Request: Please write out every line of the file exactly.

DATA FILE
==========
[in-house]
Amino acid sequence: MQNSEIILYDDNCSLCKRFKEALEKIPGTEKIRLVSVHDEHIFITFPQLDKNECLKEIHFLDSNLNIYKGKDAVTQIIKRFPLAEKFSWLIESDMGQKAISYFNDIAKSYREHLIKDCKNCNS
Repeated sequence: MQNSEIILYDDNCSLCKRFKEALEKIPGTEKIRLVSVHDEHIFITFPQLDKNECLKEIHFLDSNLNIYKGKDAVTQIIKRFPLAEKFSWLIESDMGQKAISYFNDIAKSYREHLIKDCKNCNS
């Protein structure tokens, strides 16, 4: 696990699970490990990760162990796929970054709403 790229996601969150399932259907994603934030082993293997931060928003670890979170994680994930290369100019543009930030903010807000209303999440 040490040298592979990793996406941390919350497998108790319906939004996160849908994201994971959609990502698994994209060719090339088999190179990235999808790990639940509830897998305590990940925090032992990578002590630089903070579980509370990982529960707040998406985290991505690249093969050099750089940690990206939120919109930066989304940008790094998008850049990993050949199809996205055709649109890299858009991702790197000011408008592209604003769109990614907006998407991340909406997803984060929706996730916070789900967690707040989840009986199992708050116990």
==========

[in-house]
Amino acid sequence: MQNSEIILYDDNCSLCKRFKEALEKIPGTEKIRLVSVHDEHIFITFPQLDKNECLKEIHFLDSNLNIYKGKDAVTQIIKRFPLAEKFSWLIESDMGQKAISYFNDIAKSYREHLIKDCKNCNS
Repeated sequence: MQNSEIILYDDNCSLCKRFKEALEKIPGTEKIRLVSVHDEHIFITFPQLDKNECLKEIHFLDSNLNIYKGKDAVTQIIKRFPLAEKFSWLIESDMGQKAISYFNDIAKSYREHLIKDCKNCNS
């Protein structure tokens, strides 16, 4: 696990699970490990990760162990796929970054709403 790229996601969150399932259907994603934030082993293997931060928003670890979170994680994930290369100019543009930030903010807000209303999440 040490040298592979990793996406941390919350497998108790319906939004996160849908994201994971959609990502698994994209060719090339088999190179990235999808790990639940509830897998305590990940925090032992990578002590630089903070579980509370990982529960707040998406985290991505690249093969050099750089940690990206939120919109930066989304940008790094998008850049990993050949199809996205055709649109890299858009991702790197000011408008592209604003769109990614907006998407991340909406997803984060929706996730916070789900967690707040989840009986199992708050116990």